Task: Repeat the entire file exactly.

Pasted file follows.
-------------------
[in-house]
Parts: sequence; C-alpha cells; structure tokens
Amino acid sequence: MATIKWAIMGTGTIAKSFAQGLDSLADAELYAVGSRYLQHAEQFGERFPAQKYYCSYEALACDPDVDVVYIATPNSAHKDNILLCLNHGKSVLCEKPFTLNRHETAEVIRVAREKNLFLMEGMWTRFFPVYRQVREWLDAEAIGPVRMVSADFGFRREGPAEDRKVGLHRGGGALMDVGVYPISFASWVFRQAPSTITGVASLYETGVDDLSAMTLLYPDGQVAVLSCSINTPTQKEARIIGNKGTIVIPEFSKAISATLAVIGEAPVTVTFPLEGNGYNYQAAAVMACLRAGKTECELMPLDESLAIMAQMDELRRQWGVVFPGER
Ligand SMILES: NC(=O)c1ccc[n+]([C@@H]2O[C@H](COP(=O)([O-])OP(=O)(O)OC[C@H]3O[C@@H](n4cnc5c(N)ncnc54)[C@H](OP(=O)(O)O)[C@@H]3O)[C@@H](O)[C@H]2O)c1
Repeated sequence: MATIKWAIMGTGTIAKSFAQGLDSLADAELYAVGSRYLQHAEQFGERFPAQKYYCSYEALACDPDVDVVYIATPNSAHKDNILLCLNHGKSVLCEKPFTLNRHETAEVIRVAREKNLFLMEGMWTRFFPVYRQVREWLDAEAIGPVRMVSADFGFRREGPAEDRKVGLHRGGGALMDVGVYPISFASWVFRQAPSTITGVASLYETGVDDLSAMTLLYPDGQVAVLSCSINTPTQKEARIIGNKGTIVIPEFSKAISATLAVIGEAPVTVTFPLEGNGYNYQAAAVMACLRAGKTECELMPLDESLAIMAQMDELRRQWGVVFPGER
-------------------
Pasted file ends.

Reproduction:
[in-house]
Parts: sequence; C-alpha cells; structure tokens
Amino acid sequence: MATIKWAIMGTGTIAKSFAQGLDSLADAELYAVGSRYLQHAEQFGERFPAQKYYCSYEALACDPDVDVVYIATPNSAHKDNILLCLNHGKSVLCEKPFTLNRHETAEVIRVAREKNLFLMEGMWTRFFPVYRQVREWLDAEAIGPVRMVSADFGFRREGPAEDRKVGLHRGGGALMDVGVYPISFASWVFRQAPSTITGVASLYETGVDDLSAMTLLYPDGQVAVLSCSINTPTQKEARIIGNKGTIVIPEFSKAISATLAVIGEAPVTVTFPLEGNGYNYQAAAVMACLRAGKTECELMPLDESLAIMAQMDELRRQWGVVFPGER
Ligand SMILES: NC(=O)c1ccc[n+]([C@@H]2O[C@H](COP(=O)([O-])OP(=O)(O)OC[C@H]3O[C@@H](n4cnc5c(N)ncnc54)[C@H](OP(=O)(O)O)[C@@H]3O)[C@@H](O)[C@H]2O)c1
Repeated sequence: MATIKWAIMGTGTIAKSFAQGLDSLADAELYAVGSRYLQHAEQFGERFPAQKYYCSYEALACDPDVDVVYIATPNSAHKDNILLCLNHGKSVLCEKPFTLNRHETAEVIRVAREKNLFLMEGMWTRFFPVYRQVREWLDAEAIGPVRMVSADFGFRREGPAEDRKVGLHRGGGALMDVGVYPISFASWVFRQAPSTITGVASLYETGVDDLSAMTLLYPDGQVAVLSCSINTPTQKEARIIGNKGTIVIPEFSKAISATLAVIGEAPVTVTFPLEGNGYNYQAAAVMACLRAGKTECELMPLDESLAIMAQMDELRRQWGVVFPGER